How Building a Stone Walkway Makes the Case for Sales Process

I was watching a crew install a walkway made up of very large stepping stones.  The finished walkway would consist of around 30 such stones that measure an average of 3′ x 2′ x 4″ thick and will have grass around and between each step.  It’s quite a process for the crew to complete this project.  For example, they must:

  1. Pull up the old walkway which, in this case was pavers
  2. Install, level and compress new stone dust because the pavers were thicker than the stones
  3. Operate the tractor and bring one appropriately sized stone at a time to the walk site
  4. Place and position the stone 6-8 inches away from the prior stone
  5. Level the stone with stones that abut it
  6. Rinse and Repeat
  7. Install loam between and around each stone
  8. Cut and install sod around and  between each of the stones.
  9. Clean and take pictures.  This is their favorite part because it completes the work, puts the finishing touch on the walkway and they are proud and excited about what they built.

These 9 steps are pretty standard for a crew doing this type of installation.  But what if they were salespeople and not a stone crew?  If they were anything like the bottom 56% of all salespeople, who don’t effectively follow a sales process, they would begin with step 4 so that they could quickly get to steps 7-9.  It would be the stone walkway equivalent of a salesperson starting with a presentation or demo.

Most salespeople start with a demo, or some kind of monologue about capabilities.  If the stone crew began with putting the stones down, without properly preparing the site, the walk would get built but it wouldn’t look very good, it wouldn’t be level, the stones would wobble, it wouldn’t be safe, and you  wouldn’t be very happy with your purchase.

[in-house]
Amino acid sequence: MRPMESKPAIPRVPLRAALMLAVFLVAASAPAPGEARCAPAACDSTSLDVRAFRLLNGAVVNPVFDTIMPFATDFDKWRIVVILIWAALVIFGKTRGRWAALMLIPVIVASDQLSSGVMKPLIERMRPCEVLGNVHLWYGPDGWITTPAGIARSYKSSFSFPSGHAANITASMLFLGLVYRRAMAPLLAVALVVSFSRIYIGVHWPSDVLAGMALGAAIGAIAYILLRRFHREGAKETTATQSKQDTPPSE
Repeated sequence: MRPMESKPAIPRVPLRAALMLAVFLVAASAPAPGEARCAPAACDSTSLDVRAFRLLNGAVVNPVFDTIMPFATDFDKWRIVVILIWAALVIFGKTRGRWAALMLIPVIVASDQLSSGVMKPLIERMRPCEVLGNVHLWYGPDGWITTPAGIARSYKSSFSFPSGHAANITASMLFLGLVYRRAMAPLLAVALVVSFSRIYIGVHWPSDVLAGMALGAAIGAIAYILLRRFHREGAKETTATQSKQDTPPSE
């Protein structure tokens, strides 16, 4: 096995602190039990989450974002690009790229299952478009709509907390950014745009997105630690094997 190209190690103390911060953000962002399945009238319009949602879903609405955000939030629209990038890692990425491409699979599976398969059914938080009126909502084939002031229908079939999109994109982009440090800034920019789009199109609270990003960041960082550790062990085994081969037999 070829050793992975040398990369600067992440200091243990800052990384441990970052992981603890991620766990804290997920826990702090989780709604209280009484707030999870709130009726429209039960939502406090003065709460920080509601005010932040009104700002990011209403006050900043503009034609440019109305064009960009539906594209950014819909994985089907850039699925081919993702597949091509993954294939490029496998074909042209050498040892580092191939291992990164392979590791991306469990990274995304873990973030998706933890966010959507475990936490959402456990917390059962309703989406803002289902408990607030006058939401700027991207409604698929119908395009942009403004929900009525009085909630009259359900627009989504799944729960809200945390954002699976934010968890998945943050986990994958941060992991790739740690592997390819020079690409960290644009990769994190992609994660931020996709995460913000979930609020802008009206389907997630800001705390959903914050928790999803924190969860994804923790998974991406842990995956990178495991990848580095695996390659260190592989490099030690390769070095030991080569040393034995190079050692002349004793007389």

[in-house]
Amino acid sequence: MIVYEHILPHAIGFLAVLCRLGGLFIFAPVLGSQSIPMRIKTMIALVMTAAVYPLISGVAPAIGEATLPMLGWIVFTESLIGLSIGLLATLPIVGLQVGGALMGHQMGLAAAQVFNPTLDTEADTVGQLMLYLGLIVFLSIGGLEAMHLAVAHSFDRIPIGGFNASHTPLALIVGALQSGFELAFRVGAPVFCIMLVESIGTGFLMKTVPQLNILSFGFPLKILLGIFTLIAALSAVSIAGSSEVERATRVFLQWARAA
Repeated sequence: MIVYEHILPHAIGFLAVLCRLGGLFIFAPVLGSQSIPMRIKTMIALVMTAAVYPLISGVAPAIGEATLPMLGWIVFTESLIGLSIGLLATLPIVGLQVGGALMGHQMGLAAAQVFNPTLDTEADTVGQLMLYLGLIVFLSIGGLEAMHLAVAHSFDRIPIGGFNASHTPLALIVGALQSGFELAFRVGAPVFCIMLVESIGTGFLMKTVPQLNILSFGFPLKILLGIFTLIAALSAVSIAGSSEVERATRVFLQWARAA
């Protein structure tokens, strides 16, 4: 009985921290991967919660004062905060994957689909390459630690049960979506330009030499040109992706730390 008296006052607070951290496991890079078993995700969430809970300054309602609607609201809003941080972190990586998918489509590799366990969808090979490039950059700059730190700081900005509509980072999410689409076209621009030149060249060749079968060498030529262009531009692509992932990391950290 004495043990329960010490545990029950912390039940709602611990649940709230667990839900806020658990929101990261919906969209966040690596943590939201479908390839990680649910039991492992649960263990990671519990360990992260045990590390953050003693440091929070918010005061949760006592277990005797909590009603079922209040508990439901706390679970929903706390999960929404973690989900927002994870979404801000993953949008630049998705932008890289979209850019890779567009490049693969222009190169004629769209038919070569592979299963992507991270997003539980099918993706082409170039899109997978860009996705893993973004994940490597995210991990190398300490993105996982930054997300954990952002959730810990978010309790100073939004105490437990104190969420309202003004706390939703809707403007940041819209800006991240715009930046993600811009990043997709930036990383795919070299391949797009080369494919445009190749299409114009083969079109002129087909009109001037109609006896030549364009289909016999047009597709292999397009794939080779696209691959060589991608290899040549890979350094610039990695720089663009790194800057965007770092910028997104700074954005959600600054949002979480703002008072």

Doesn’t the same thing happen when a salesperson begins with a demo?  They completed the sales call, but they didn’t do discovery and failed to uncover any compelling reasons to buy, they didn’t thoroughly qualify the opportunity, they probably failed to reach the decision maker(s),  and more importantly, the impression they left on their prospect was shaky (wobbly) because they failed to differentiate.

I understand that salespeople like presenting, they’re comfortable presenting, they’re best at presenting, it’s easy for them to present and it’s the path of least resistance for both salespeople and prospects.  However, presenting is not selling, you’ll frequently come up empty, and other than feeling good from conducting a presentation, you’ll have nothing to leverage.

Worse, the thing that occurs post presentation is almost always a proposal.  But what will you propose?  You didn’t learn anything about their compelling reasons to buy, you didn’t get to the real problem they need to solve, you didn’t qualify at any level, so your proposal is a big guess about what they’ll buy, how much they’ll spend, what’s important to them, their timeline for buying and who the decision maker(s) are.

Watch my two-minute video on the subject.